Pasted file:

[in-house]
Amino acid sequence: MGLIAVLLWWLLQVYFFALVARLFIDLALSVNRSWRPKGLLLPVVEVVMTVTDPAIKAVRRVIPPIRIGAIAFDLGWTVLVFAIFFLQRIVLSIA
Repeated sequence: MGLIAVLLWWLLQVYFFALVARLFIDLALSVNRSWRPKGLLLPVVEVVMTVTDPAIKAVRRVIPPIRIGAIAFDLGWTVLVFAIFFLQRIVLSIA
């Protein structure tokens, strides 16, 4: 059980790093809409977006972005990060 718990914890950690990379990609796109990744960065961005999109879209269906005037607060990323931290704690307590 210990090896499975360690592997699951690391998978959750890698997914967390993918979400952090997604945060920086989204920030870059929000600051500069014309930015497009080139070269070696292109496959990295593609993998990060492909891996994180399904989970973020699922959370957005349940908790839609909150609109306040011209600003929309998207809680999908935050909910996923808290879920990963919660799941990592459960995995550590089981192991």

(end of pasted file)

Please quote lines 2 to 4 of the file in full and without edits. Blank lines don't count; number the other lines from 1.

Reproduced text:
Amino acid sequence: MGLIAVLLWWLLQVYFFALVARLFIDLALSVNRSWRPKGLLLPVVEVVMTVTDPAIKAVRRVIPPIRIGAIAFDLGWTVLVFAIFFLQRIVLSIA
Repeated sequence: MGLIAVLLWWLLQVYFFALVARLFIDLALSVNRSWRPKGLLLPVVEVVMTVTDPAIKAVRRVIPPIRIGAIAFDLGWTVLVFAIFFLQRIVLSIA
């Protein structure tokens, strides 16, 4: 059980790093809409977006972005990060 718990914890950690990379990609796109990744960065961005999109879209269906005037607060990323931290704690307590 210990090896499975360690592997699951690391998978959750890698997914967390993918979400952090997604945060920086989204920030870059929000600051500069014309930015497009080139070269070696292109496959990295593609993998990060492909891996994180399904989970973020699922959370957005349940908790839609909150609109306040011209600003929309998207809680999908935050909910996923808290879920990963919660799941990592459960995995550590089981192991």